Five Heat rivalries that defined 3 1/2 decades of NBA playoffs – The Denver Post


With 2022-23 marking the Miami Heat’s 35th season, the Sun Sentinel is unveiling a series of “5 at 35″ reflections from staff writer Ira Winderman, who has covered the entirety of the franchise’s 3 1/2 decades.

After opening the series with a look at the five greatest games in the team’s history, five franchise-altering moments, the team’s biggest celebrity fans, five of the biggest personalities over the years and five notable Heat Lifers, today we look at five rivalries that have helped define the franchise since its 1988 inception.

1. New York Knicks (1997-2000). Put it this way, raise your hand if you weren’t suspended at some point during the peak of this postseason rivalry that was part basketball part MMA? Anyone? Any hands?

No, not as enduring, by any means, as Boston Celtics-Los Angeles Lakers. But in four postseasons, arguably carried as much of a punch (actually punches).

In the 1997 Eastern Conference semifinals, it was 4-3 Heat. In the 1998 first round, it was 3-2 Knicks. In the 1999 first round, it was 3-2 Knicks. And in the 2000 East semifinals it was 4-3 Knicks, with Pat Riley blowing up the roster thereafter.

From P.J. Brown spinning Charlie Ward like a top . . . to Jeff Van Gundy holding on for dear life to Alonzo Mourning’s leg, it was a rivalry that had it all. And don’t even get started on Larry Johnson vs. Mourning.

2. Boston Celtics (2010-12, 2020-22). There were two stages of the rivalry that bridged the Big Three era to the current rendition of the Heat.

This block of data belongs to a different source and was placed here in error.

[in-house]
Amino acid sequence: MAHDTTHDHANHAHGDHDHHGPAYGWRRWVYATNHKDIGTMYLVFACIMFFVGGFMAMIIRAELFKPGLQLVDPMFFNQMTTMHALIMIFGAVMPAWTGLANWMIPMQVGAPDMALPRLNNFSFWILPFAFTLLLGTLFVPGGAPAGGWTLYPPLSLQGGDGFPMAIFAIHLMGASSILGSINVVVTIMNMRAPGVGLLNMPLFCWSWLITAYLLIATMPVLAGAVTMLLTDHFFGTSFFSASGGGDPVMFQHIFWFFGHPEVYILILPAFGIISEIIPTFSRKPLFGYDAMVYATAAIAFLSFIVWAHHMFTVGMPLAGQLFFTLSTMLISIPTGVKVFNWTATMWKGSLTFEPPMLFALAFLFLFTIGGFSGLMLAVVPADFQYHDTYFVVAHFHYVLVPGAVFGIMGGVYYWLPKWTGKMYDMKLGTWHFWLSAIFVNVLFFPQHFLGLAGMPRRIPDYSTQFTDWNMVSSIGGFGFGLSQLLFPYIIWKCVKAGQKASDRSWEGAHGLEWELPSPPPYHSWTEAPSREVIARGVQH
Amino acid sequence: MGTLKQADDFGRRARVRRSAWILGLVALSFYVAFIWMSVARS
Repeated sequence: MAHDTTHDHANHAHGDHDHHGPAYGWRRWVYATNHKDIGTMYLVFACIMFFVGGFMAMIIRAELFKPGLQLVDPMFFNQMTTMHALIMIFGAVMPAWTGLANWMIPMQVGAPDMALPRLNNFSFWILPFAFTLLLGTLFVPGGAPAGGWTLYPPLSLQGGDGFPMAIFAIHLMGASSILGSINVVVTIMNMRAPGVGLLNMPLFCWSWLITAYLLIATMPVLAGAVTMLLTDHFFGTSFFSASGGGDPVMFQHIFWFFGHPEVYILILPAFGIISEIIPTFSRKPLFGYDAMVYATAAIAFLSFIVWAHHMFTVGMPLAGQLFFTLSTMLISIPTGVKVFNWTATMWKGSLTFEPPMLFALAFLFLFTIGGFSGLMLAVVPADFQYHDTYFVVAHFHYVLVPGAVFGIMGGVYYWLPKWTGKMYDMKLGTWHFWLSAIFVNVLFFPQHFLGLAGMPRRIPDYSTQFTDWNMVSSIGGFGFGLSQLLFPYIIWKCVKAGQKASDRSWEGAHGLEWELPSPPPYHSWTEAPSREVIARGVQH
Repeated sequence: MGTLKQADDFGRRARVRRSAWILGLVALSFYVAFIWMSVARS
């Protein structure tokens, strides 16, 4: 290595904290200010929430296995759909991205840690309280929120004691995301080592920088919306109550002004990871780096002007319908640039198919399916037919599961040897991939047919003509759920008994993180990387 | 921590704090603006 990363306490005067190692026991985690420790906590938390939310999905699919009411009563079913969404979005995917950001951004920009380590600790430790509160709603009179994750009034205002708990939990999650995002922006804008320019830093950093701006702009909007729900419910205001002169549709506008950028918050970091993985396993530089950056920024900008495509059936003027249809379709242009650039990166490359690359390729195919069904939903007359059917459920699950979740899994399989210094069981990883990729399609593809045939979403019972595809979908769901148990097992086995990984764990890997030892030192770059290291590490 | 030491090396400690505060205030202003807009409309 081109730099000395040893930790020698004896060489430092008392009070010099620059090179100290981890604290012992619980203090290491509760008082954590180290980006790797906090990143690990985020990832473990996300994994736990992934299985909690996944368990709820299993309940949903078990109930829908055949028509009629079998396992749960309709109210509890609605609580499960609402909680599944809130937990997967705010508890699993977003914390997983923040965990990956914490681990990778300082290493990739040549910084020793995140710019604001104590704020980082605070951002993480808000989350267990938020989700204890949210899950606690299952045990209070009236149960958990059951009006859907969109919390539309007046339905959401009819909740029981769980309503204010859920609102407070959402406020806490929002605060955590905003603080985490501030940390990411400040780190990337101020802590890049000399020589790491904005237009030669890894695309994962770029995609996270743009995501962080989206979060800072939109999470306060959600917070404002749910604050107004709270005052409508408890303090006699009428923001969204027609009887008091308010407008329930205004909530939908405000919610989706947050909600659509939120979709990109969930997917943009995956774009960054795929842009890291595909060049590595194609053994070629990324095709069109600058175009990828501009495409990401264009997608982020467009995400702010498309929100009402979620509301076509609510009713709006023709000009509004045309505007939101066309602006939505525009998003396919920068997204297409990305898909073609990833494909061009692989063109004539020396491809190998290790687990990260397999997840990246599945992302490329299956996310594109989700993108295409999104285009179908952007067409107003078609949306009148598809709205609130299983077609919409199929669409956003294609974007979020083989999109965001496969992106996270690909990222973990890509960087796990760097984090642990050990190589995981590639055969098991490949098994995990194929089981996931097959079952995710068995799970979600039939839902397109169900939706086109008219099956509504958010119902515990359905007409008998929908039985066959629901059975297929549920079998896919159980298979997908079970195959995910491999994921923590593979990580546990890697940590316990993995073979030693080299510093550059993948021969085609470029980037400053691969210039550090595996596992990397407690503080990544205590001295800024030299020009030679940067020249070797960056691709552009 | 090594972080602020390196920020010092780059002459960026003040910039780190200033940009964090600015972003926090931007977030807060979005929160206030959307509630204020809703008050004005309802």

Act 1 featured Dwyane Wade, after a 4-1 loss to the Celtics in 2010, proclaiming “I’m not going out like this again,” after a second consecutive first-round Heat ouster (having lost to the Atlanta Hawks in the 2009 first round).

Two months later, the Heat added LeBron James and Chris Bosh, going on to take down the Celtics 4-1 in the 2011 second round and then 4-3 in the 2012 Eastern Conference finals. The rivalry revved up again in the 2020 Disney World playoff bubble, when the Heat eliminated the Celtics 4-2 in the Eastern Conference finals, a series highlighted by Bam Adebayo’s game-saving block against Jason Tatum at the end of Game 1.

Then, after a year’s hiatus, the Celtics got the best of the Heat 4-3 in this past season’s Eastern Conference finals, a dramatic series that included Jimmy Butler’s 47-point performance in the Heat’s Game 6 victory in Boston.

3. Indiana Pacers (2004, 2012-14). There were a pair of stinging elements in this two-era rivalry.

First, in 2004, during Dwyane Wade’s rookie season, the Pacers knocked the Heat out of the playoffs with a 4-2 victory in the Eastern Conference semifinals, after the Heat’s dramatic seven-game victory over New Orleans in the first round. Two months later, Lamar Odom, Brian Grant and Caron Butler would be traded from that Heat roster to the Los Angeles Lakers for Shaquille O’Neal.

Then, during the final three seasons of the Big Three run, the Heat knocked the Pacers out of the playoffs each year, 4-2 in the 2012 East semifinals, 4-3 in the 2013 East finals and 4-2 in the 2014 East finals. It was a rivalry that featured Udonis Haslem vs. Tyler Hansbrough, as well as the Roy Hibbert “principle of verticality.”

4. Dallas Mavericks (2006, ‘11). During both of those years the teams met in the NBA Finals, each series with a dramatic outcome.

In 2006, it was Dwyane Wade willing the Heat to victory, much to the chagrin of Mavericks owner Mark Cuban.

In 2006, it was Dirk Nowitzki carrying Dallas to victory at the conclusion of the Heat’s first Big Three season, much to the delight of Cuban.

5. San Antonio Spurs (2013, ‘14). Again a pair of NBA Finals meetings with different, gut-wrenching outcomes.

For the Spurs it was the sting of Ray Allen’s series-saving 3-pointers for the Heat in Game 6 that led to their seven-game demise, in what became the Heat’s third championship.

Then, the following year, the Spurs exacted revenge with a convincing 4-1 series win that brought an end to the Big Three era, with LeBron James returning to Cleveland in free agency a month later.

Up next: We begin our positional evaluations, with the top five shooting guards over the years, as the franchise turns 35.



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